You are here

Court Slaps Down Overreach of Federal Labor Regulators

Recent research finds that the National Labor Relations Board (NLRB), the agency that governs most private-sector labor relations, overturned decisions representing over 4,500 years of precedent under the Obama administration. That is a big deal. Without the stability that comes from respecting precedent, it is extremely difficult for all parties to understand the rules of the game and conduct business.

Even though NLRB policy is known to swing like a pendulum depending on which party holds the executive office, Obama’s Board was one of the most political in history. During the Obama administration, the NLRB acted as the litigation arm of Big Labor and dramatically tilted the labor relations rules in favor of unions over worker choice and employers.

President Trump, hopefully soon, will fill two vacancies at the NLRB, which should bring back some semblance of balance and fairness to labor relations. However, Obama appointees still comprise a majority of the Board and are still making decisions with a pro-union bias. Moreover, many NLRB decisions are still progressing through the federal court system.

Just in the first few weeks of March, the D.C. Circuit Court of Appeals decided three cases that call out the NLRB for overturning precedent without any rationale for doing so, abusing its discretion in imposing orders, and bringing frivolous cases to the court.

On March 3, in FedEx v. NLRB, the D.C. Circuit decided that FedEx single route drivers in Hartford, Connecticut are independent contractors, not employees under the National Labor Relations Act. In the decision, the court vacated the NLRB’s order that certified the Teamsters as the drivers’ representative.

This decision should not surprise the NLRB. In 2009, the D.C. Circuit made the same determination in a separate case involving FedEx, which, as the NLRB agrees, had a “materially indistinguishable factual record.”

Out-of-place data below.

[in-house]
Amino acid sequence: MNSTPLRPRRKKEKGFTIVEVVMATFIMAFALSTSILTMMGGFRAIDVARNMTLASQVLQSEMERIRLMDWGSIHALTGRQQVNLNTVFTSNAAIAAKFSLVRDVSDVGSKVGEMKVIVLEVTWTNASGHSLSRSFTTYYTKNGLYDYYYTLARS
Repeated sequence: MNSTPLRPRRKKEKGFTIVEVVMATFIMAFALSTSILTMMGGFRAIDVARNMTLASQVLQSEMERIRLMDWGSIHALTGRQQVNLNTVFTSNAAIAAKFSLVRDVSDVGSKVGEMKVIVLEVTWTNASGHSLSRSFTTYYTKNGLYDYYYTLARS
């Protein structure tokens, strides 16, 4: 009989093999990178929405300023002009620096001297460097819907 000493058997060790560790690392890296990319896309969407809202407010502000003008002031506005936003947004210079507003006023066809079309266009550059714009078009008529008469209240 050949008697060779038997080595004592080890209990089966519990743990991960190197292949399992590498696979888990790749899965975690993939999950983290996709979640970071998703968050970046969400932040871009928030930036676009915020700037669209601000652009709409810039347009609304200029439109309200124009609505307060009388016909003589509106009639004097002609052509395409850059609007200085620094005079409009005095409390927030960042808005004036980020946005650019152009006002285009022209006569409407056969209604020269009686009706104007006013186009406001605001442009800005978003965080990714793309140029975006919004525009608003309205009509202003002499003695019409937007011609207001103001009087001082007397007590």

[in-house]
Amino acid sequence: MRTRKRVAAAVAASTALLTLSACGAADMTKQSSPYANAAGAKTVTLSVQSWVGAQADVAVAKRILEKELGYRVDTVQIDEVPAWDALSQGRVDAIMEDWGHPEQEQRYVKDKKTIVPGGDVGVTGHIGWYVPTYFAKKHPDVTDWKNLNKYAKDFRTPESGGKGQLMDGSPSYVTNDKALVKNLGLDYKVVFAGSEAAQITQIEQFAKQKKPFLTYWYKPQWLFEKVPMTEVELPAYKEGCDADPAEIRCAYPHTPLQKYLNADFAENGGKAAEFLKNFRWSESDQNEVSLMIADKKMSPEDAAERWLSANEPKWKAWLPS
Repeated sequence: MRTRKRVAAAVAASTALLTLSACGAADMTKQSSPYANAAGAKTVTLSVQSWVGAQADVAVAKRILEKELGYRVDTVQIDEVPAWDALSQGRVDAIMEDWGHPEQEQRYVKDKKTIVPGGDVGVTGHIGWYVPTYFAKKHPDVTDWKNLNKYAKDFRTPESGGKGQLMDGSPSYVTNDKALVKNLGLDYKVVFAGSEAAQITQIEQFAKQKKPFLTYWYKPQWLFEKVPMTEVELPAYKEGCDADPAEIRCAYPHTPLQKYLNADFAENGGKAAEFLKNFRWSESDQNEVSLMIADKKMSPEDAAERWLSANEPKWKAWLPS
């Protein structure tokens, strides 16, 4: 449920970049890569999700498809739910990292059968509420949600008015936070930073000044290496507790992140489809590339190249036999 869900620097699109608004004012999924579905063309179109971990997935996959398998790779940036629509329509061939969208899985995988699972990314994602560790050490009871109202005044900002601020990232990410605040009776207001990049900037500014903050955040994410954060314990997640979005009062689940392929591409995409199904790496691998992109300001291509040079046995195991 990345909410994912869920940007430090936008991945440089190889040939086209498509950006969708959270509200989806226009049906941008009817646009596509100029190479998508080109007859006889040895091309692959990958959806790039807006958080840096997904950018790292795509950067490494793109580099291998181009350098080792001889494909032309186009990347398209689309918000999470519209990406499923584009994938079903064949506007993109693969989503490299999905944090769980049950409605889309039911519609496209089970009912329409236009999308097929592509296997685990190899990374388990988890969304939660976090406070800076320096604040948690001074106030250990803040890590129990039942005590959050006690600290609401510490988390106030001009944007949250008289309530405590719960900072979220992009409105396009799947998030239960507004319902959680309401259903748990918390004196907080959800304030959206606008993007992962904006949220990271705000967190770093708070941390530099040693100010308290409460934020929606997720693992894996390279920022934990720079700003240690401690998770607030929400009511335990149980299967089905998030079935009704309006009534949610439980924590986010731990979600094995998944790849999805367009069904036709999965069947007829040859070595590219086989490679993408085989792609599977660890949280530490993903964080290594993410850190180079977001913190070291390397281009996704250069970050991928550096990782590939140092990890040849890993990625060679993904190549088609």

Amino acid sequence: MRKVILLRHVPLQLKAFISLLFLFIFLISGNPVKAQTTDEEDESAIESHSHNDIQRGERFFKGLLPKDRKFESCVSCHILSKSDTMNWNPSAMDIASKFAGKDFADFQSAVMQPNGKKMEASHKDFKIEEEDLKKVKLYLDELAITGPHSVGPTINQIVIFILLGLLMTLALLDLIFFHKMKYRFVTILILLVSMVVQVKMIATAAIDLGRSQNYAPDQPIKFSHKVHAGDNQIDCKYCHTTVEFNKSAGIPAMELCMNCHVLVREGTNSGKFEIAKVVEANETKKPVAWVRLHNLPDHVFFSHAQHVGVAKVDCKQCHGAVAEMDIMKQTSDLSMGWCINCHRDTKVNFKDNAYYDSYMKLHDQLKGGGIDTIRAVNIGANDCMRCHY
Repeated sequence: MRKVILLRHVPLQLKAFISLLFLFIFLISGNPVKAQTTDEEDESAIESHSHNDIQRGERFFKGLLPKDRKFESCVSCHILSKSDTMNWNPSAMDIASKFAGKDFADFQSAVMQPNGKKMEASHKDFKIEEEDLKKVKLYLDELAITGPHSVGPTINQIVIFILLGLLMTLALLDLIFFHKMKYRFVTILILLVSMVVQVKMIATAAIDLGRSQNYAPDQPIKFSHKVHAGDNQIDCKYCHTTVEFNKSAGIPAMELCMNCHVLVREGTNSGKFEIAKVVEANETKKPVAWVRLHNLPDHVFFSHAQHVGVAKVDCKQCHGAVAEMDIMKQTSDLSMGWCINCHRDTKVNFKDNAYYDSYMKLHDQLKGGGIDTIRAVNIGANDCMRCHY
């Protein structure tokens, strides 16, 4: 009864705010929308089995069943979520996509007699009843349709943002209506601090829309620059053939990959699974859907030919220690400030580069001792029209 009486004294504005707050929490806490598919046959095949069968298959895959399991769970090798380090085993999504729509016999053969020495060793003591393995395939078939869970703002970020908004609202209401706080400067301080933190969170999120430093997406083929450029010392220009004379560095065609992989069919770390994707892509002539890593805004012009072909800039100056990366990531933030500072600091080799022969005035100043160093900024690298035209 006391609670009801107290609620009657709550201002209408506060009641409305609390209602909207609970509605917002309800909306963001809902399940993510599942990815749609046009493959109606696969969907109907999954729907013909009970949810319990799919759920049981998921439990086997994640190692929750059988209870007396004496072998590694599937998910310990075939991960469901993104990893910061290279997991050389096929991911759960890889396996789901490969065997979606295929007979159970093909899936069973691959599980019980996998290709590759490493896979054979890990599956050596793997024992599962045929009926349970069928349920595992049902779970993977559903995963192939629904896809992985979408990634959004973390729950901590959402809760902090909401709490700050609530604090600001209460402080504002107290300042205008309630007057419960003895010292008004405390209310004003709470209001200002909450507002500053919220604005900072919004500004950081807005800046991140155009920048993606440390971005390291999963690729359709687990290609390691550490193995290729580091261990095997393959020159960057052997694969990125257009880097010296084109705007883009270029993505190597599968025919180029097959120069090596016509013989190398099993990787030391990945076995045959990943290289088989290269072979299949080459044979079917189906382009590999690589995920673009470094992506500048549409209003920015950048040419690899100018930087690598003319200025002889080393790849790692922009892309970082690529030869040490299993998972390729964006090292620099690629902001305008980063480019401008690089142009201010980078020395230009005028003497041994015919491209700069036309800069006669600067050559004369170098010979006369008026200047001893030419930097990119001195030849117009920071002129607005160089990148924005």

In the 2009 FedEx case, the court applied the common law agency principles—a 10-point test that is non-exhaustive. The test focuses on the control the employer has over the worker, skill necessary to complete the job, ability of worker to suffer gain or loss, and the length of the job among, other criteria. The D.C. Circuit concluded in 2009 that the facts of the case favor classifying the drivers in question as independent contractors rather than employees.

In essence, the NLRB wasted taxpayer funds and the employer’s time and money by litigating this case. Somehow, the Board believed that they could bring the same case to the same court and get a different answer. As the saying goes, “the definition of insanity is doing the same thing over and over again, but expecting different results.”

The D.C. Circuit says as much in its decision:

It is as clear as clear can be that “the same issue presented in a later case in the same court should lead to the same result… Doubly so when the parties are the same. This case is the poster child for our law-of-the-circuit doctrine, which ensures stability, consistency, and evenhandedness in circuit law. Having chosen not to seek Supreme Court review in FedEx I, the Board cannot effectively nullify this court’s decision in FedEx I by asking a second panel of this court to apply the same law to the same material facts but give a different answer.

In another March decision issued by the D.C. Circuit, the NLRB was rebuked for encroaching on the Railway Labor Act’s (RLA) jurisdiction and breaking precedent without “offering a rationale for its new approach.”

In ABM Onsite Services v. NLRB, the issue at hand was whether airport baggage workers in Portland, Oregon fall under the jurisdiction of the NLRA or RLA, the labor relations law that covers railway and airline employees.

In 2015, the International Association of Machinists (IAM) filed a petition to represent employees at ABM Onsite Services who ensure that airline passengers’ bags get from the ticket counter to their final destination.